Weird collaborations happen all the time in music. Some of them are incredible, like Queen and David Bowie with “Under Pressure” or just wrong, like Rihanna and Chris Brown post break-up with “Birthday Cake.” (Really Rih-Rih, I expected so much more from you.) While not all collaborations work, they still can produce interesting music that expands the genres of the musicians.
I was ecstatic when I found out that two of my favorite artists, seminal New Waver David Byrne and newcomer guitarist Annie Clark, (aka St. Vincent) were joining forces. I knew this combination had the possibility to be the next “Under Pressure” or to be chaos. Byrne and Clark are two very distinct and very different artists. Byrne rose to fame during the 1970s with his group The Talking Heads. The band experimented with a variety of genres ranging from New Wave, punk Americana,funk, and world music. They gained some commercial success and are considered an influential group in the history of rock and roll.
Clark, on the other hand, has only become famous over the past few years. She creates indie/art pop rock under the pseudo name St. Vincent. She is most known for her unique guitar playing that combines robotic progressive rock riffs with almost robotic melodies. She released her first album, “Marry Me,” in 2007 and has released two more since then.
While she has gained some commercial success, she is not nearly as well known as Byrne.
This was why I was excited, but surprised about the Byrne and Clark collaboration. I imagined that Byrne would play the role of the “old rock mentor” to the much younger Clark. When reading interviews with Byrne and Clark prior to their album’s release, it appeared that this was truly a collaborative process between Byrne and Clark. Byrne described their relationship as similar to that of the beauty and the beast with Byrne being the beauty and Clark being the beast.
Their collaboration, an album entitled “Love This Giant,” finally came out in September. While there were a couple strong songs, the album as a whole was a disappointment. Both artists are known for their theatricality in both their music and stage performances. This usually creates music that is exciting and tells a story,though this magic is not there in “Love This Giant.” The songs feel almost flat and lackluster. The music is a mush of Bryne’s and Clark’s musical genres and nothing stands out.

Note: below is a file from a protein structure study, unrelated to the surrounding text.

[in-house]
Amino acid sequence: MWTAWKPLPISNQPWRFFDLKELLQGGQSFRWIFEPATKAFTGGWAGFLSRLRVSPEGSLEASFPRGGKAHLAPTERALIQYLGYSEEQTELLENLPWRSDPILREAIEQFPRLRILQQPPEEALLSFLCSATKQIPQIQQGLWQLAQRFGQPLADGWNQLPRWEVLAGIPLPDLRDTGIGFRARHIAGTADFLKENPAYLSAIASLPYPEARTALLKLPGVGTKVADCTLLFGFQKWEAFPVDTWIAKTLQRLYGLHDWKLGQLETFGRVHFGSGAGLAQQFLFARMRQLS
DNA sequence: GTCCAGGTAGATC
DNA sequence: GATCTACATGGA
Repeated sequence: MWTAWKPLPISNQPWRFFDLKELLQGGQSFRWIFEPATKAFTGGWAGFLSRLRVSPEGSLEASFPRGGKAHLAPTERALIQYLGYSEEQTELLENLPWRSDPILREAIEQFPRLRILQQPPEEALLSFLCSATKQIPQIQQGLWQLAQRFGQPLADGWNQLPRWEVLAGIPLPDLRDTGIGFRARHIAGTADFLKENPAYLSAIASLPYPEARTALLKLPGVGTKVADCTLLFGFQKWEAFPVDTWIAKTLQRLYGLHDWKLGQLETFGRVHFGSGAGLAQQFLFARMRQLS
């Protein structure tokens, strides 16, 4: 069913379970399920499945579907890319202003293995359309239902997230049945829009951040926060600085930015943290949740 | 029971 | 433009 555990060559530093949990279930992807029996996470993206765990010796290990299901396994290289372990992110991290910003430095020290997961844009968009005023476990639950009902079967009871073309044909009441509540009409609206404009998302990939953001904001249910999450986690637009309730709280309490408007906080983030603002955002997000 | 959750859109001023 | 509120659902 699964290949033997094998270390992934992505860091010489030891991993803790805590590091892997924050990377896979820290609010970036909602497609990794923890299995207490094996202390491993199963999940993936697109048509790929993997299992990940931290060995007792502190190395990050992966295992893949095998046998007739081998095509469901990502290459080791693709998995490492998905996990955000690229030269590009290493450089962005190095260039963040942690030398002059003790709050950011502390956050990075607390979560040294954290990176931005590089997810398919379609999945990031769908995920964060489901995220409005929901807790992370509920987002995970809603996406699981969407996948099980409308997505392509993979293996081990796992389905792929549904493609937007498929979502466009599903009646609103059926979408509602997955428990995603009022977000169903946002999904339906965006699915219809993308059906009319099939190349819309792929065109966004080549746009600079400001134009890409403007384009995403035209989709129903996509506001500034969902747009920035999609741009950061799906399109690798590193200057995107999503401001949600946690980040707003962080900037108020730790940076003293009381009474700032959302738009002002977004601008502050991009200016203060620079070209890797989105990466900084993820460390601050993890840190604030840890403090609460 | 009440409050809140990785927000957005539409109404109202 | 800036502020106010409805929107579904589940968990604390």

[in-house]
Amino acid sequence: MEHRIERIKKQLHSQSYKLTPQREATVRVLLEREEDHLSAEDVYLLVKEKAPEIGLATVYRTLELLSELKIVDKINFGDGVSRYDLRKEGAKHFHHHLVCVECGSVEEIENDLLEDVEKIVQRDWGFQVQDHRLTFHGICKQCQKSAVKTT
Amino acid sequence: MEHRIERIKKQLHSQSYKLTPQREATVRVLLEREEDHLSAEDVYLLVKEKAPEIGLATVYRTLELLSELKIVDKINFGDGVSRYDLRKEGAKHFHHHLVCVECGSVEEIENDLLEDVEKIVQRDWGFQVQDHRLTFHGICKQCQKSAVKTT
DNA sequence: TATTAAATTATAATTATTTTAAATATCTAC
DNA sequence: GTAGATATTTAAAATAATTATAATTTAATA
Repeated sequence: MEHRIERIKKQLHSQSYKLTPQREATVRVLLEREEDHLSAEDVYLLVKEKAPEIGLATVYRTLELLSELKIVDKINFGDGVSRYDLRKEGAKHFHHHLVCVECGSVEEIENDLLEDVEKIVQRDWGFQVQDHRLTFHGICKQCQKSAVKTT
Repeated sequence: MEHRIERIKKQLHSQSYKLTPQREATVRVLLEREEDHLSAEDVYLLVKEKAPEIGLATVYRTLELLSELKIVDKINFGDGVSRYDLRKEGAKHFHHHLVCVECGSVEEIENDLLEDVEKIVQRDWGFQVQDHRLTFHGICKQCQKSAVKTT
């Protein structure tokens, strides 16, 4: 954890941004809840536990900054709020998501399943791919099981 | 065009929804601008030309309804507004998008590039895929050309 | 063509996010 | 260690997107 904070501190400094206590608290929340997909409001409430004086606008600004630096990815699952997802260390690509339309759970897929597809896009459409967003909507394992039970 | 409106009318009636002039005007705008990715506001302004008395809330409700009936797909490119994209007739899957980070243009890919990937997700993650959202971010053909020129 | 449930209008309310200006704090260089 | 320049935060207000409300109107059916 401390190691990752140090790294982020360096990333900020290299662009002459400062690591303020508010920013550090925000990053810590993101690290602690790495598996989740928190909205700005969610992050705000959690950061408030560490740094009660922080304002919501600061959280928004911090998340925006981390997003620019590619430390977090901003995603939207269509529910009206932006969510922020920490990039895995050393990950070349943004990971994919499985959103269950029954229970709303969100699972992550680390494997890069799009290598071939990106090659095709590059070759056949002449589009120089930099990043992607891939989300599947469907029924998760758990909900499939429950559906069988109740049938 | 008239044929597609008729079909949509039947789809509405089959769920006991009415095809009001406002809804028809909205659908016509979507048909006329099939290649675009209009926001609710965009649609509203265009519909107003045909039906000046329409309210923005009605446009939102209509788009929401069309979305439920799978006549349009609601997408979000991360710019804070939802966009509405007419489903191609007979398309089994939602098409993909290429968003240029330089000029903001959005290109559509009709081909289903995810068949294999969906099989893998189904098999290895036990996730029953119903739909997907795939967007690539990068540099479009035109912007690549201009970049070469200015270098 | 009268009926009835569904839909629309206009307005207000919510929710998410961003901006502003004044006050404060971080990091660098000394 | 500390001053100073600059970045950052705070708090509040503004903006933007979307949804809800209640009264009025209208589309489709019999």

Almost every song on the album also features an eight-piece brass band, which creates a lot of tension in the music. While this is definitely an interesting sound, it seems repetitive when it is featured on every song.
Despite my feelings towards the album, I was excited to see Byrne and Clark perform, just to be able to say that I saw David Byrne and Annie Clark in concert, together. The show took place at the perfect venue− the Arlene Schnitzer Concert Hall in downtown Portland. I knew that the beautiful old building would be a great place to hear them play.
Even though I wasn't crazy about “Love This Giant,” I really enjoyed Byrne’s and Clark’s performance. The eight-piece brass band that performed on the album toured with them. While they were performing, the brass band members would travel around the stage in synchronized dances - sometimes in circles around Byrne and Clark and other times approaching them slowly, like carnivorous animals, from both sides of the stage. When performed live, the brass sounded fuller and gave life to the music instead of taking away from it.
One of the best parts of the show was getting to see Byrne and Clark perform each other’s songs. They did Talking Head classics such as “Burning Down the House”and “This Must Be the Place (Naïve Melody)” and the St. Vincent songs “Cheerleader” and “Surgeon.”
At about halfway through the show, Clark admitted she never imagined she would ever play with Byrne. She told the story of how she first heard his music when she was only a young child and he was already a successful musician. It just goes to show you that any musical collaboration can happen, some just shouldn’t.